In 1975 Chaim Herzog gave a firebrand speech to the UN General Assembly vehemently rejecting its resolution that equated Zionism with racism. Today, 40 years later, prizewinning historian Simon Sebag Montefiore describes the address as “one of the great speeches of the 20th century.”
He speaks from knowledge: A 2013 book Sebag Montefiore edited, “Speeches That Changed the World,” features Herzog and his speech, alongside figures ranging from Jesus to Churchill.
1975’s infamous UN General Assembly Resolution 3379 had been promoted by the Soviet and Arab blocs as part of a diplomatic campaign to isolate Israel. Although the anti-Israel resolution was denounced by the Western, democratic states which opposed it, it was adopted on November 10, 1975, by a vote of 72 to 35 (with 32 abstentions) following a furious debate.
Herzog, who refused to be put on the defensive during the debate, declared, “For us, the Jewish people, this is but a passing episode in a rich and an event-filled history.” He further stated that the resolution’s supporters were motivated by the “two great evils” of “hatred and ignorance.”
In a feat of rhetorical gymnastics, Herzog’s speech spanned the breadth of the history of anti-Semitism, quoted from the Bible and contemporary media, and described the “tragic fate” of other religious minorities in the Middle East.
“Over the centuries it has fallen to the lot of my people to be the testing agent of human decency, the touchstone of civilization, the crucible in which enduring human values are to be tested. A nation’s level of humanity could invariably be judged by its behavior towards its Jewish population. It always began with the Jews but never ended with them,” warned Herzog.
Forty years after the ratification of the resolution, Sebag Montefiore was asked in a recent interview why he thought Herzog’s address ranked as one of history’s great speeches.
“The first reason is that simply as an example of oratory, superb rhetoric, it deserves a place there among the great speeches, certainly the great speeches of the 20th century. First of all, just as a matter of literary and aesthetic appreciation of the choice of words, the simplicity, the message, the clarity,” said Sebag Montefiore.
“But the second thing is it’s a very important speech which really burns with an argument against anti-Semitism and against racism. So I think this speech really makes a brilliant stand and a brilliant argument against the pervasive anti-Semitism that is constantly growing even in the world after World War II,” said the historian.
‘Once again, Herzog’s speech is utterly relevant and even urgent’
“The third reason is about our own times today. It just happens, as we speak in 2016, that this speech has never been more relevant. Around us we do see attempts to delegitimize Israel, a sort of secret, hidden anti-Semitism growing in many countries, often on the right but also on the left. And once again, Herzog’s speech is utterly relevant and even urgent,” he said.
In his speech, Herzog told the UN delegates that it was they who would be judged by history for their vote on the issue of “anti-Semitic racism and anti-Judaism.” It was, declared Herzog, the future of the UN which was at stake, having been “dragged to its lowest point of discredit by a coalition of despots and racists.”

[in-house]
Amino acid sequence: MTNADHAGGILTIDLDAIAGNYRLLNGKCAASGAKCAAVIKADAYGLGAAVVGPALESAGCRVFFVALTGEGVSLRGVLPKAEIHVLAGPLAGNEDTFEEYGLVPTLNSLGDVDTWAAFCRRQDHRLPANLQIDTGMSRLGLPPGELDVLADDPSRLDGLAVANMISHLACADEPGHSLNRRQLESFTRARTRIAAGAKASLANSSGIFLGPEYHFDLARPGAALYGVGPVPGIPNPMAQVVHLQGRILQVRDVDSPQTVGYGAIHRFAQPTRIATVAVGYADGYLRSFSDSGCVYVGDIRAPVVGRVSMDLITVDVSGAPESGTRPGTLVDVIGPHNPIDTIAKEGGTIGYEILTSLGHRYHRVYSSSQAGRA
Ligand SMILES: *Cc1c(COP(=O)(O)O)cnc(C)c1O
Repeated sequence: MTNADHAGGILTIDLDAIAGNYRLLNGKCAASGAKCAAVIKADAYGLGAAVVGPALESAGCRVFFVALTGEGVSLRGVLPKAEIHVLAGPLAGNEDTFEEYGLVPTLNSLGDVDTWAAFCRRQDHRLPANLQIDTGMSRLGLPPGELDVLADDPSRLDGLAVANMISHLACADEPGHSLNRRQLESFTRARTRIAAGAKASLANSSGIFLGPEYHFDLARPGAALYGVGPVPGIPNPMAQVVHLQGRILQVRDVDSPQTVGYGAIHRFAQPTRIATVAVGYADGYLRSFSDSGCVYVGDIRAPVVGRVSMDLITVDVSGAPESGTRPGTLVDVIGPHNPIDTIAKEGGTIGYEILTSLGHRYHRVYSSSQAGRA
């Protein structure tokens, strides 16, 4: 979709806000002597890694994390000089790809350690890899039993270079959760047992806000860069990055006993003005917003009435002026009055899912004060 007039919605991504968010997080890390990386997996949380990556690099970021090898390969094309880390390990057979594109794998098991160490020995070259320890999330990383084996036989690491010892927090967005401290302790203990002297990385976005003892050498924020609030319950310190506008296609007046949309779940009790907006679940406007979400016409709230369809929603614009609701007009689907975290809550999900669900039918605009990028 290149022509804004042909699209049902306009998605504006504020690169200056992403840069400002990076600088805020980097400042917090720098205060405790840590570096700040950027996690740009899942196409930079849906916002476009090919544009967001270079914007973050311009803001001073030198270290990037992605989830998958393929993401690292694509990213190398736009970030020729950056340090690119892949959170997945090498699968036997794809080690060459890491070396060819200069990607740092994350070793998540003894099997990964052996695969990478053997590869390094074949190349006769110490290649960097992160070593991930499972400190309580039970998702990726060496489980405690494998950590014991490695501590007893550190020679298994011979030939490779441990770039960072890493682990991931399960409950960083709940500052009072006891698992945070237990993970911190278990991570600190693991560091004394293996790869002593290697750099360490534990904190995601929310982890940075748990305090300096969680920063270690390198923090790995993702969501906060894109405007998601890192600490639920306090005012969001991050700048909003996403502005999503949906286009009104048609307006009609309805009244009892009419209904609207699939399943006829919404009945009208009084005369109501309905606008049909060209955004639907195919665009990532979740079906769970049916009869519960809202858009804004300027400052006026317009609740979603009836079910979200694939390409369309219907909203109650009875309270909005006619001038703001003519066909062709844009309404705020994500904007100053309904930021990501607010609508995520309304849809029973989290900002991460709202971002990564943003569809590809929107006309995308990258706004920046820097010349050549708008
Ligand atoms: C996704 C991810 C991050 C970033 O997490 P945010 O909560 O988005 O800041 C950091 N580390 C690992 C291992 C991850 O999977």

“For us, the Jewish people,” he concluded, “this is no more than a piece of paper, and we shall treat it as such,” before tearing the draft resolution in two.
At the time, the resolution deeply divided the UN. The British ambassador Ivor Richard described it as “capriciously introduced and wantonly pursued,” while US ambassador Patrick Moynihan declared that the US “does not acknowledge, it will not abide by, it will never acquiesce in this infamous act.”
Sixteen years later, the General Assembly voted under UN General Assembly Resolution 46/86 to repeal the 1975 resolution – only the second such case in its history.
Belfast-born Herzog served as Israel’s sixth president from 1983 to 1993. He spoke at the UN with the moral authority of one who had personally liberated Nazi concentration camps, having served as a combat intelligence officer in the British army as it fought its way through Europe.
‘I am deeply troubled by a growing but also hidden, poisonous creed that is spreading through our culture in the West’
According to Sebag Montefiore, whose books on Stalin and Jerusalem have topped bestseller lists and scooped prestigious awards, the lessons of Herzog’s speech are now more relevant than ever.
“I am deeply troubled by a growing but also hidden, poisonous creed that is spreading through our culture in the West. Often it’s a sort of anti-Semitism concealed in anti-Zionism and this is exactly what Herzog’s talking about,” said Sebag Montefiore.
In November, the Permanent Mission of Israel to the UN, together with the Yad Chaim Herzog Association and American Jewish Committee, held an event to mark the 40th anniversary of the UN resolution. UN Secretary General Ban Ki-moon and US Secretary of State John Kerry attended and spoke, along with Israeli opposition leader Isaac Herzog. Brig. Gen. (Res.) Michael Herzog, the chairman of the Chaim Herzog Memorial Council and a son of Chaim, also attended.
Sebag Montefiore said he welcomed the high-profile efforts to mark the anniversary of Herzog’s speech.
“I’m very delighted that [the speech] has been celebrated by the Secretary General of the United Nations and I want to do all I can to make sure it’s extremely widely read today,” said Sebag Montefiore.